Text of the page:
Born in Schongau, Germany in 1976, the filmmaker lives and works in Berlin and Finland. Between 1996 and 2005, he studied film and painting in Vienna, Helsinki and Potsdam. His video collages and films straddle the border between art and narrative cinema and have been presented in museums, galleries and at film festivals. He has won numerous awards, including the 2013 German Short Film Award. His films have featured a number of times in Berlinale Shorts, most recently “Burkina Brandenburg Komplex” in 2018.
What was your starting point for “Das Glitzern im Barbieblut”?
In this film I wanted to „hunt“ for special moments in daily life and find something in the patterns like an underlying truth or mystery. Usually when filming I already have a theme or concept in mind (e.g. birds) and everything I do is influenced by that mindset. But life doesn’t give a shit about my themes and good movie intentions. By looking for concrete motives I miss other magic moments. So this time I walked and traveled around and just followed what was happening. All together, I filmed for about 100 hours.
During the first round of editing, I connected scenes together with symbols (e.g. Mercedes star logo) or metaphors – so it became a condensed version of my journey of hunting for moments.
But then I thought, who was it really who was traveling? I felt a voice-over was needed and so I wrote monologues and dialogues. Finally, I introduced the fictional characters (a mother with two daughters) who experience these journey and reflect on their own lives.
Do you have a favourite moment in the film? Which one and why this one?
My favorite moments were those that I did not plan and could neither control nor rationally understand. One special scene in the film happened when we were filming with the actors (a mother and her daughters) in a meadow, and suddenly a young girl walked up to us and just sat down in the middle of our scene. She was simply enjoying being with us, and I was able to capture a beautiful moment in which she is tumbling around in the soft grass. In a traditional script this alien „visitor“ would have been removed, but here it was a gift which happened to illustrate the core concept of the film.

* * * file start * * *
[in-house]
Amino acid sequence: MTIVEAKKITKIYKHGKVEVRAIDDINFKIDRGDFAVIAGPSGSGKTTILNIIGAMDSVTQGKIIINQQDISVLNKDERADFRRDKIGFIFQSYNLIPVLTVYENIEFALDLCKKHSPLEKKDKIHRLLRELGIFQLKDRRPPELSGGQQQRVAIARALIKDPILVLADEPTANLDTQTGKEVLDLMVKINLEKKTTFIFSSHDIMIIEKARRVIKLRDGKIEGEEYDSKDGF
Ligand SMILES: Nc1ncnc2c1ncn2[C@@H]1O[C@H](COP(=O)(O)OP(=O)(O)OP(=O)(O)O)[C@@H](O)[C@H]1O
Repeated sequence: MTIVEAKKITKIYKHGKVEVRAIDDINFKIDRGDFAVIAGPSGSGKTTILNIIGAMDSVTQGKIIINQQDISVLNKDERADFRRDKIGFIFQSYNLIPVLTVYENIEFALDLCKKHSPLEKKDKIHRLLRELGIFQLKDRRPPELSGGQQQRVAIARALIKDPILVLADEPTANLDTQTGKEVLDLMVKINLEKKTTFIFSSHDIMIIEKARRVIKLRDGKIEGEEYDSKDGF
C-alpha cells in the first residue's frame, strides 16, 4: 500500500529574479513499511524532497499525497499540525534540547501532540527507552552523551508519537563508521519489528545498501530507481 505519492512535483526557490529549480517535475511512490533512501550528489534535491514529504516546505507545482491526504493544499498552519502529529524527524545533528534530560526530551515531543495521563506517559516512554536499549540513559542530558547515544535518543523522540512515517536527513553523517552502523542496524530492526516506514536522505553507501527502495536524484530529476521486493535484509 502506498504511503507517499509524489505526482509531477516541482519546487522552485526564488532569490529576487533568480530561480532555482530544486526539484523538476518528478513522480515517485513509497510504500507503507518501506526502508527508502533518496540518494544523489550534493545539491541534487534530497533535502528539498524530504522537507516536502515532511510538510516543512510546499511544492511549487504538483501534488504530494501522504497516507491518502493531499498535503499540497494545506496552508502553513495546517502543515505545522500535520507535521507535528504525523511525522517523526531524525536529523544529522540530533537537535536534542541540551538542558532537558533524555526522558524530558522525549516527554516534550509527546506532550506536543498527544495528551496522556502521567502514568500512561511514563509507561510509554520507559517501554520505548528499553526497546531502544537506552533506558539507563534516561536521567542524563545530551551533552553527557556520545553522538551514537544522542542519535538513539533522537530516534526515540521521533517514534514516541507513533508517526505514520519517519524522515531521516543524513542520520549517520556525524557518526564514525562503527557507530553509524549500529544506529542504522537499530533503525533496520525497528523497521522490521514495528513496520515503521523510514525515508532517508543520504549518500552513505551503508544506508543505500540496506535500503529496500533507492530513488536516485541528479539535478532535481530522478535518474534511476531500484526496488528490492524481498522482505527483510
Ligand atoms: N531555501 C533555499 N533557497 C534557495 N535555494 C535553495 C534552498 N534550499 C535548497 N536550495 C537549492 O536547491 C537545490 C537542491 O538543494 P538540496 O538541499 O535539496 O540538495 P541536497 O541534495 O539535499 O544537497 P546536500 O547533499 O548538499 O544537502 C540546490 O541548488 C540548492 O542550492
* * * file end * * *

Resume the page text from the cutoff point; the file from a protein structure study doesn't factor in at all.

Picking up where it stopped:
What do you like about the short form?
For me „short“ expresses that it is not limited and i love not to be limited. Even a 5776 minute movie can have the spirit of a short film. Do I want to want to work with a conservative/normative format like in Hollywood cinema? Everything other than 80-120 minutes is either too short or too long. That bureaucratic tribe of movie making is obsessed with „what’s possible and what’s not“…and it will have to die sooner or later. Free and radical moving images are choosing Youtube, Tik-Tok or other platforms.
Earlier I didn’t know when I started a film project how long it would become or what audience it could suit. Nowadays I can more easily sense if an idea or concept has the potential to become a one-minute clip, a multi-channel-installation, or a fantasy feature movie. Anyway, my main task is to get myself excited about working and not feel like a factory worker. My new approach to the feature length is to free myself and just make a 90 min-short.
Photo © Oliver Kochta Kalleinen
To find out more about Das Glitzern im Barbieblut, go to 5:51 in the video.